Intention-o-meter

January 14, 2009 § 6 Comments

Paraphrasing William Luse:

At times, what I do is a truer measure of my intention than what I say is my intention, or even than what I think is my intention.

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§ 6 Responses to Intention-o-meter

  • Rodak says:

    While it may be true that to lust after a woman in one’s heart is to already have committed adultery; but it is also true that the woman lusted after isn’t involved in the sin. Moreover, it’s arguably true only on the <>other side<> of those Pearly Gates. I.e.,in divorce court, it’s nada.Maybe it’s just me, but I’d rather be the victim of an unrealized intention to blow up my house than be the victim of an actual bombing.Bombing ain’t beanbag.

  • Tom says:

    I think William James suggested something similar, that behavior is a better indicator of actual belief than is stated belief. (For that suggestion to be true, I’d say you’d have to include any subsequent remorse or satisfaction as part of the behavior.)

  • Rodak says:

    <>behavior is a better indicator of actual belief than is stated belief.<>Mr. Obama’s margin of victory would seem to support that. He scored better than he was polling.

  • Mouse says:

    <> that behavior is a better indicator of actual belief than is stated belief <> No, I like Zippy’s re-use of Luse’s comment. The act (done without force or constraint) is indicative of intention as such. Belief shown by action is more nebulous, since we often act in ways contrary to our belief (or at least, I do) and this is the reason confession is needed. But the fact of some <> sort <> of remorse is not enough, because it is impossible to ascertain adequately – it is, like supposed intention, subject to all sorts of qualifiers, conditions, imperfections, and self-illusion.

  • love the girls says:

    “At times, what I do is a truer measure of my intention than what I say is my intention, or even than what I think is my intention.”It can at times, no doubt. But not as a rule. The judge who orders the death of the convict, doesn’t intend the convicts death, (except as accidental while with full knowledge that it will occur), but intends the health of the state. Nor can the judge intend the death, (an objective evil), of the convict because to do so would be to will the death of another man which is strictly forbidden.___________________“it is intrinsically immoral to deliberately blow up an indiscriminately mixed group of innocents and combatants with a bomb.”Your qualifier which causes the act to be intrinsic, that is an intentional act, appears to be “indiscriminately mixed” But simply because there is an indiscriminate mixing does not of itself mean that the combatants cannot be targeted, it only means that they cannot be targeted with precision or accuracy.The method of killing becomes immoral when the choice is made to use an indiscriminate means of self defense when a better alternative is likewise available, or when the killing of the innocents knowingly out-weights the good intended.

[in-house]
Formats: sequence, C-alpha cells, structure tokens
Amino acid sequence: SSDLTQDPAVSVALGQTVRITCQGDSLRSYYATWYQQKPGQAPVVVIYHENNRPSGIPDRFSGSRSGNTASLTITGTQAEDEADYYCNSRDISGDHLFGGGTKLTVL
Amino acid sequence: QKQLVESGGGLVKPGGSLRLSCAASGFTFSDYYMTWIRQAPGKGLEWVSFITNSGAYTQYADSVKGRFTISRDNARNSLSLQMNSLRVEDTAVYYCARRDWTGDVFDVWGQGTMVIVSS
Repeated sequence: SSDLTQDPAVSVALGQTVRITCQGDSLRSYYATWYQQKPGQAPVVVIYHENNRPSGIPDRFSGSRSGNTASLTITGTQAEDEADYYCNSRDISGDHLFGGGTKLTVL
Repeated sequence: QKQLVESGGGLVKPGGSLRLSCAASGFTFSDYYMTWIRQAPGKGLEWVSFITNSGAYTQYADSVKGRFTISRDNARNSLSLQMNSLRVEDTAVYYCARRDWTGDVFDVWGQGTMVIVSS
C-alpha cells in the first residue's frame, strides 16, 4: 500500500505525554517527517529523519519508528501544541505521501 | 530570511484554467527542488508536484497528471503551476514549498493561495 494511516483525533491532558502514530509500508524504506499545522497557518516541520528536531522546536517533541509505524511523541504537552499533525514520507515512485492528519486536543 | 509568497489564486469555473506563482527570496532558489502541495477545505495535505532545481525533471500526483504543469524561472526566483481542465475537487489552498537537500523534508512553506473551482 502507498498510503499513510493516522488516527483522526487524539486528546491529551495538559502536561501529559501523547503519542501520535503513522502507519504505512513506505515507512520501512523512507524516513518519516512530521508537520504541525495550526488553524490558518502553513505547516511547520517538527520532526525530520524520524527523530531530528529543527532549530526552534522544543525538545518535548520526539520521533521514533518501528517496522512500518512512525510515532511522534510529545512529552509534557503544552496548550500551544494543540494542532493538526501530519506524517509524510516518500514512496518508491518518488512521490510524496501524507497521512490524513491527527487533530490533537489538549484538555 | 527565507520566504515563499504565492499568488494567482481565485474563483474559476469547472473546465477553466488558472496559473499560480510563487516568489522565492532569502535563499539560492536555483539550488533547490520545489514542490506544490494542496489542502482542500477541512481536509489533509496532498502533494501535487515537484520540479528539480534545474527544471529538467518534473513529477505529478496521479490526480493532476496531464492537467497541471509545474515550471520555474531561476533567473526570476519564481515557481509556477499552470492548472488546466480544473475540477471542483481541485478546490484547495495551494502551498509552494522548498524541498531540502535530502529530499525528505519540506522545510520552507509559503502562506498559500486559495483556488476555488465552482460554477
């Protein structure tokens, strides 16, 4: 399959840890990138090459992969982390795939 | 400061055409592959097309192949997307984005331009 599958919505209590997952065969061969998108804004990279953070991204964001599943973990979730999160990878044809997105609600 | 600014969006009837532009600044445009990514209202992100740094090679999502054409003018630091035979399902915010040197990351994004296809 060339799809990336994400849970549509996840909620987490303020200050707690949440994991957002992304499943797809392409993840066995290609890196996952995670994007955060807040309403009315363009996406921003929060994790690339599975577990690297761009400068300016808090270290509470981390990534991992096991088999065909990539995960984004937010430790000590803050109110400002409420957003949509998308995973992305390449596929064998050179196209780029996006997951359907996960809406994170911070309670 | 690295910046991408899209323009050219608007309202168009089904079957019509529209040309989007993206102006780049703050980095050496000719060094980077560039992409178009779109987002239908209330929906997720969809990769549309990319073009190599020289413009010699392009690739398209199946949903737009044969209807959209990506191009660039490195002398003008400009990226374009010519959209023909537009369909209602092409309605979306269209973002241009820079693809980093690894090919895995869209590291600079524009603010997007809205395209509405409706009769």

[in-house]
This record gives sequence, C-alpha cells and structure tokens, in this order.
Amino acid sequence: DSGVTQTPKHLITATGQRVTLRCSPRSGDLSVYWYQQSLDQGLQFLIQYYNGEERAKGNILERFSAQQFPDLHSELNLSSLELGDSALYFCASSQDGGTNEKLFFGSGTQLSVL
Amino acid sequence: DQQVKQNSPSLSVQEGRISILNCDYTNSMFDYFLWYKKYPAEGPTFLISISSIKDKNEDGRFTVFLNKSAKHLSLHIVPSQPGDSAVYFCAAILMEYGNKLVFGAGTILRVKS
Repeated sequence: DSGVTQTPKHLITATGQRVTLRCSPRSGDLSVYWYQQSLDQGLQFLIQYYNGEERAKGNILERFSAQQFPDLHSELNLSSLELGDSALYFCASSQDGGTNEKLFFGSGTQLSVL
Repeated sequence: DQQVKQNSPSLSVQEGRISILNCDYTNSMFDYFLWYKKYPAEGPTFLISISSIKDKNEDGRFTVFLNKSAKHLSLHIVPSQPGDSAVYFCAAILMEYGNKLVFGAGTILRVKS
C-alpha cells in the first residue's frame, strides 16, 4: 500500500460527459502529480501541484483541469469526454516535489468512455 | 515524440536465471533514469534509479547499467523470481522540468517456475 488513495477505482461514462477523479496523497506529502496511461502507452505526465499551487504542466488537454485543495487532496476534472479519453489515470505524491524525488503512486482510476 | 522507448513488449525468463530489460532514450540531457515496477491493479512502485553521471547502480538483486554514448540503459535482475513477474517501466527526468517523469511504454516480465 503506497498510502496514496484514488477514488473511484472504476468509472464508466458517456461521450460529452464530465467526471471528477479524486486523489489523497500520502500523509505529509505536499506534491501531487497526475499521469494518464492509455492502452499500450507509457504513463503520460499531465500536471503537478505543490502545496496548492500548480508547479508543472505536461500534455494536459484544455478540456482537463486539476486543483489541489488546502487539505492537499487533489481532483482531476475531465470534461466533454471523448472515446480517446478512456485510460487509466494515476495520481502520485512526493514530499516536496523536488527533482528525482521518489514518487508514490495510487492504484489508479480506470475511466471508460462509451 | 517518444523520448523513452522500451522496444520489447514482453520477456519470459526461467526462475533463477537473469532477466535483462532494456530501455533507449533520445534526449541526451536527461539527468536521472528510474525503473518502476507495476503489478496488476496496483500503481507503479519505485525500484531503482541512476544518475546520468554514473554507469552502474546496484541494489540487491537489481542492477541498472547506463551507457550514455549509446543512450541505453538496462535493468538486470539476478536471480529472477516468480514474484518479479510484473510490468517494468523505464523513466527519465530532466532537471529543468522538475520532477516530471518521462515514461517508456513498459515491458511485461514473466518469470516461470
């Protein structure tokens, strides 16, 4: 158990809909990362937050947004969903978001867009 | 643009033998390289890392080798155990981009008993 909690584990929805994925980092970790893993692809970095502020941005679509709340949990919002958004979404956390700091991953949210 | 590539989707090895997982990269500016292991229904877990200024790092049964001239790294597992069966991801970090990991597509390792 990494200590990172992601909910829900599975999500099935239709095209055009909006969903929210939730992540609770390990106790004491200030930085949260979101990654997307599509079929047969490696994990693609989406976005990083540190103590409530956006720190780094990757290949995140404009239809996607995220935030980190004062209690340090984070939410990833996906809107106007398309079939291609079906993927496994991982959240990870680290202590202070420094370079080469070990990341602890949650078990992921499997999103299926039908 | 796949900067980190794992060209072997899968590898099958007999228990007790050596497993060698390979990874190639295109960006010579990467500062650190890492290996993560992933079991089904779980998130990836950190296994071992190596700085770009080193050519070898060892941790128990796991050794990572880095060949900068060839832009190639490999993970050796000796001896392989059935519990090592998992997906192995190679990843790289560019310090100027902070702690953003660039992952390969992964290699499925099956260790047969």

• zippy says:

    <>The judge who orders the death of the convict, doesn’t intend the convicts death, …<>I think he <>does<> intend to kill the convict, and that it is morally licit for him to do so because (1) as the competent authority he intends it on behalf of the common good, not himself, and (2) the convict is not an innocent.< HREF="http://www.newadvent.org/summa/3064.htm#article3" REL="nofollow">To wit<>:<>I answer that, As stated above (Article 2), it is lawful to kill an evildoer in so far as it is directed to the welfare of the whole community, so that it belongs to him alone who has charge of the community’s welfare. Thus it belongs to a physician to cut off a decayed limb, when he has been entrusted with the care of the health of the whole body. Now the care of the common good is entrusted to persons of rank having public authority: wherefore they alone, and not private individuals, can lawfully put evildoers to death.<>

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